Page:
Genius tip

If you want to be fully protected, you should get what’s known as a full coverage policy, which includes comprehensive and collision coverage in addition to liability.

Uninsured and underinsured motorist insurance

Uninsured motorist insurance and underinsured motorist insurance (UM/UIM) pays the difference in what you’re owed if someone else causes an accident but doesn't have enough (or any) insurance to fully cover the cost of the damage. UM/UIM can also help cover the costs after a hit-and-run when you don’t know who hit you or whether or not they had insurance.

→ Learn more about uninsured/underinsured motorist coverage

Personal injury protection 

Personal injury protection (PIP), also called no-fault insurance, is required in no-fault states, where drivers have to pay for their own medical expenses after an accident (even if someone else was at fault). 

In an at-fault state, if you’re hit by another driver and they’re at-fault, their liability coverage can pay for any medical expenses you have after the accident — but in a no-fault state, your PIP coverage is what would pay your hospital bills, even though the accident wasn’t your fault.

In addition to covering the medical expenses you can incur in an accident, PIP can also cover lost wages and funeral costs for you and your passengers.

→ Learn more about personal injury protection (PIP)

Medical payments coverage

Medical payments coverage, sometimes called MedPay, pays for medical expenses for you and your passengers after an accident. Medical payments coverage can also cover injuries you sustain if you’re hit by a car when walking or riding a bike. 

Some of the medical expenses this coverage will pay for include:

  • Dental care

  • Chiropractic services

  • Ambulance transportationX-rays

MedPay is only available in states that don’t require personal injury protection, and drivers with robust health insurance may not need a lot of this type of coverage. 

Rental car reimbursement

Rental car reimbursement coverage pays for the cost of a rental car if your car is in the shop after a covered loss, or if it was stolen or totaled. If you have comprehensive or collision insurance, your policy may also come with rental car reimbursement coverage. It’s also available as an additional add-on if it’s not automatically included in your policy.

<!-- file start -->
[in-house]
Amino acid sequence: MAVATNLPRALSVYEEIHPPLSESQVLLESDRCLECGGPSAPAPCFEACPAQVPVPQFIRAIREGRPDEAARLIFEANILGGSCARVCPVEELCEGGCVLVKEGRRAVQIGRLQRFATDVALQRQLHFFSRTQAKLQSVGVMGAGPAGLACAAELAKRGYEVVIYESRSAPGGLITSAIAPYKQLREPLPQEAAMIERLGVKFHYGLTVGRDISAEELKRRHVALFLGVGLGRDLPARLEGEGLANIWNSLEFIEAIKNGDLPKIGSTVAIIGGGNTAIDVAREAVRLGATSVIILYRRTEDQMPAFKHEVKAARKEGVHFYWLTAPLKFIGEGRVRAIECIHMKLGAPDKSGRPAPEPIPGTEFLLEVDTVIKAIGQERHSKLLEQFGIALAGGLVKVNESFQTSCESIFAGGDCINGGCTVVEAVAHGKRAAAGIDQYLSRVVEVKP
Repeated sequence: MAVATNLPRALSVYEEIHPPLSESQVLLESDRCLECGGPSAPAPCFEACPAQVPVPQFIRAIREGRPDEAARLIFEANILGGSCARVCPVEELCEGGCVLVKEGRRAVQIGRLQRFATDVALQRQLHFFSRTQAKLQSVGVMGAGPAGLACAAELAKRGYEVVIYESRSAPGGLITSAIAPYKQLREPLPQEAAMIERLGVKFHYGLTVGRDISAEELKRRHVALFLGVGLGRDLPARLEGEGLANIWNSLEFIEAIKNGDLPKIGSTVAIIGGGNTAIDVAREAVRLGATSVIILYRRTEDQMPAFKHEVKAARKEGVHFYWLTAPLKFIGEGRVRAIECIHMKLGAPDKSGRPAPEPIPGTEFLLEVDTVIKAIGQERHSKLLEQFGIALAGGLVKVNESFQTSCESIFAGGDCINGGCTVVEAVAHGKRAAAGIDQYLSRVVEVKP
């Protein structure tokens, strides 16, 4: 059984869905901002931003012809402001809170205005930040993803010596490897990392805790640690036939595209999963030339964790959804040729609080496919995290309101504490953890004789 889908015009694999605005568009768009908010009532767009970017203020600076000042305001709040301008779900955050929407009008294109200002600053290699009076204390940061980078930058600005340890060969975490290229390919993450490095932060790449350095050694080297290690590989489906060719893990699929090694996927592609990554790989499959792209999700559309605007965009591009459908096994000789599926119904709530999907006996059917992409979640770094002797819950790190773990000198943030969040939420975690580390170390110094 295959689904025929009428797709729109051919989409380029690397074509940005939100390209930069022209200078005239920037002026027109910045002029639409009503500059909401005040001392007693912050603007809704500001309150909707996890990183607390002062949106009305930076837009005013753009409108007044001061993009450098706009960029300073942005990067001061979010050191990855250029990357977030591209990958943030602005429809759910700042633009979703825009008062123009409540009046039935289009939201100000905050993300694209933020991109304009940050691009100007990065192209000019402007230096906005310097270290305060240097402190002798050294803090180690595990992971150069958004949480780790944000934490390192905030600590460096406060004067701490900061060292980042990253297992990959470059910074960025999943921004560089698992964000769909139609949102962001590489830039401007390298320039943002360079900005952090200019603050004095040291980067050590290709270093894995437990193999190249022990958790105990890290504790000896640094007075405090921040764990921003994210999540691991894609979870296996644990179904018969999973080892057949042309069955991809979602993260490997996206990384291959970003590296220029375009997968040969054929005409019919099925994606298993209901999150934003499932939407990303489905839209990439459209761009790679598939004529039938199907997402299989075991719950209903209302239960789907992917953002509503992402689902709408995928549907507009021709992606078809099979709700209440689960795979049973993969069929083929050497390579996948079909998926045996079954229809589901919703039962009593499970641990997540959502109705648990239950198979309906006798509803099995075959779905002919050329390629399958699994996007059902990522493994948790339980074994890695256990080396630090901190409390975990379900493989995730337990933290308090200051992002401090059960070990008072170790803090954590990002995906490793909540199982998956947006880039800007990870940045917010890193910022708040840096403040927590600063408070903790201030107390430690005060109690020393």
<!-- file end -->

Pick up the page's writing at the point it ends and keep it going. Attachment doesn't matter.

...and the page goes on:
Rental reimbursement coverage has both a daily limit and a total limit. For example, you may be covered up to $40 a day for a maximum of 30 days, or up to an overall payout of $1,000. 

→ Learn more about rental reimbursement coverage

Roadside assistance

Roadside assistance, sometimes called towing and labor coverage, pays for emergency services, like a flat tire change or jump start, when you’re stranded on the side of the road. It may be included in your policy if you purchase comprehensive and collision insurance, but you can also add it to your policy for around $5 to $15 per vehicle. Drivers can also get roadside assistance through a third-party company, like AAA.

→ Learn more about roadside assistance

Gap insurance

If you total a new car that you’ve leased or financed with a loan, your insurance company will pay you the actual cash value of your car, but that may not be enough to pay off the remainder of your loan or lease. Gap insurance pays the difference between what your car is worth, after depreciation, and what you still owe on a lease or loan. As with comp and collision coverage, your lessor or lienholder may require you to purchase gap insurance.

→ Learn more about gap insurance

New car replacement coverage

When your car is stolen or destroyed in an accident, comprehensive and collision coverage will replace your car up to its actual cash value, which may not be enough to buy a new car of the same make and model of the one you totaled. New car replacement coverage can pay to replace your car with a similar make and model if it is destroyed, but it’s only available if you own a car that is one or two years old. 

→ Learn more about new car replacement coverage

Frequently Asked Questions

Is first-party insurance mandatory?

First-party insurance refers to coverage you can use for yourself and your property, like comprehensive and collision. This is different from liability coverage (which is third-party coverage), because it only involves the policyholder. Comprehensive and collision coverage are not mandatory unless you’re leasing or financing your vehicle, in which case your lender or lessor will require them.

What is the most common car insurance?

Liability coverage is required in every state except New Hampshire and Virginia, and it’s the most important part of your car insurance policy. Many drivers purchase what’s known as a full coverage policy, which includes comprehensive and collision coverage for your car, in addition to with liability.

What type of car insurance do I need?

The type of car insurance you need depends on the kind of car you have, where you live, and how much coverage you want. If you want to be fully protected, you should make sure your policy includes comprehensive and collision coverage in addition to liability. Depending on your state, you may also be required to add personal injury protection or uninsured/underinsured motorist coverage to your policy. The more coverage you choose, the more you’ll probably be paying, but you can compare quotes across multiple insurers to find the best price.